From the Archives: This Is My Body… This Is My Blood…
To understand how Baptists approach the Lord’s Supper or Holy Communion, one needs to be reminded that Baptists originally were part of the Puritan-Separatist reaction against excess sacramentalism in the Church of England and the Roman Catholic Church. Early on, most Baptists followed the thinking of Huldreich Zwingli (1484–1531) who maintained that Communion was primarily a memorial through which the worshipers were bound together in an expression of loyalty to their Lord. This was consistent with Baptists’ views on baptism, which they held to be symbolic in nature also. Generally, Baptists refer to the sacraments as “ordinances” which highlights their sense of obedience to Christ in remembrance of him.
From the beginning of the movement in the 1600s into the 1860s, Baptists used wine and bread, which were usually prepared within the church family, for Communion. In times of short supply, other staples, such as beer, brandy, biscuits, and cake, were also used. With the advent of the American temperance crusade, however, Baptists became suspicious of alcoholic beverages and looked for substitutes. By the 1880s when unfermented grape juice was introduced to the market, a debate was raging among Baptists about what Christ and his disciples used and how the word oinos should be translated. Baptists concluded (with the help of available technology) that grape juice was the only acceptable beverage for the Lord’s Supper. Still today Baptists will refer to “wine” or “fruit of the vine” by which they mean grape juice.
Baptists also commonly distribute the “wine” in individual Communion cups. The use of these came about later in the history of the group. The medical profession in the 1860s came to understand, through the “germ theory,” the origin of disease. Rochester, New York theologians wondered about the implications of this theory for the administration of the ordinance. They designed individual glass cups to be used to avoid “the maladies which are spread by mouth such as cancer, tuberculosis, influenza, and whooping cough,” when the common cup was passed. (Indeed, with the gradual shift from wine to grape juice, there was some plausibility to the concern, from an historical perspective.) The first use of individual glass cups occurred at the North Baptist Church in Rochester, New York, in 1854.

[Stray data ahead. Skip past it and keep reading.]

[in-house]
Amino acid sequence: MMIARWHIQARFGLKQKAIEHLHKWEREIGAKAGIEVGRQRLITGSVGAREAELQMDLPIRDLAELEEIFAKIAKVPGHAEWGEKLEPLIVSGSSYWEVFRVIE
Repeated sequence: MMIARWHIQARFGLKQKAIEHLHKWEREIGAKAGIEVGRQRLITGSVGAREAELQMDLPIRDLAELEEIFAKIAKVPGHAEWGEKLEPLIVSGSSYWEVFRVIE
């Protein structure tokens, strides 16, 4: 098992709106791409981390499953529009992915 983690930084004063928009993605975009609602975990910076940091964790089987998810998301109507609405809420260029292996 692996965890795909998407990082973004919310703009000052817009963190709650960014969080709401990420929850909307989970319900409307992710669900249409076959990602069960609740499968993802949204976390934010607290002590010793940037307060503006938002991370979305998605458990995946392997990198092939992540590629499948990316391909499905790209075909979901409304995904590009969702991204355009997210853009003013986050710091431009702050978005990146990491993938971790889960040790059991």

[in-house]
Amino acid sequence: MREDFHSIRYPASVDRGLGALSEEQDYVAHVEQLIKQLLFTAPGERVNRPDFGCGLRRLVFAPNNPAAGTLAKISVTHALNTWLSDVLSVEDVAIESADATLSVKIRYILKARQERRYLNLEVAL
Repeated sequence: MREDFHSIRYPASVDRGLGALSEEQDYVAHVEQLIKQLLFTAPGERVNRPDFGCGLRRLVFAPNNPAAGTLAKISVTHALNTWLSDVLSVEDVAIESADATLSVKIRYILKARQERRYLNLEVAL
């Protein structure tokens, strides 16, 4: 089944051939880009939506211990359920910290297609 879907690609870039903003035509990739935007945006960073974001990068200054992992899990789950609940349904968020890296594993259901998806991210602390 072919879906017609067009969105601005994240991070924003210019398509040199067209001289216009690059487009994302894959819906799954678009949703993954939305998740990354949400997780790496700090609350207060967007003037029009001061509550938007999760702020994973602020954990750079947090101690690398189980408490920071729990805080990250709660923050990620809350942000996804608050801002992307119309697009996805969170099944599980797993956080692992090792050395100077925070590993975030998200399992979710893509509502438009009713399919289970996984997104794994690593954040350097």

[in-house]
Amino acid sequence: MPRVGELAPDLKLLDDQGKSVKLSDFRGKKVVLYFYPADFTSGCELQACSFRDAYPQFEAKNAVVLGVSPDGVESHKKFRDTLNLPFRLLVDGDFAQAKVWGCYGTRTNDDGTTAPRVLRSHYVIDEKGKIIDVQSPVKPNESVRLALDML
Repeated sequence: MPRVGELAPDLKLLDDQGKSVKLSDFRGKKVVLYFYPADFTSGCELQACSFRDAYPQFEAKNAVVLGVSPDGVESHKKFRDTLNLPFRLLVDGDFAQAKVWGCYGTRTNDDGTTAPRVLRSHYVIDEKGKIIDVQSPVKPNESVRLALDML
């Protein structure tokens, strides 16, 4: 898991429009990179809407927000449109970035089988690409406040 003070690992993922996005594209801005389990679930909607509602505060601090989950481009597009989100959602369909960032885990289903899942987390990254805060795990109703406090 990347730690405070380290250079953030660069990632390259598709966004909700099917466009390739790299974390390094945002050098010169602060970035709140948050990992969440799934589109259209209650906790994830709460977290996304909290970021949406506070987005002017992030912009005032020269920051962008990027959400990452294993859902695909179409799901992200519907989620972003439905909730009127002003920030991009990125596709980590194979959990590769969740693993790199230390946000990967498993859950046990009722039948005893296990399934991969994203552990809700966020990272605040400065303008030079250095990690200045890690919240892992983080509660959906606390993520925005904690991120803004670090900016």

Technology and science thus brought about fundamental changes which theologians then had to account for. The concept of the minister as priest serving the sacrament to people changed to the concept of the priesthood of all believers as deacons served individual members in a democratized Lord’s Supper. And an entirely new school of biblical interpretation grew up around the meaning of “wine” in the Word.
Copyright © 1985 by the author or Christianity Today/Christian History magazine.
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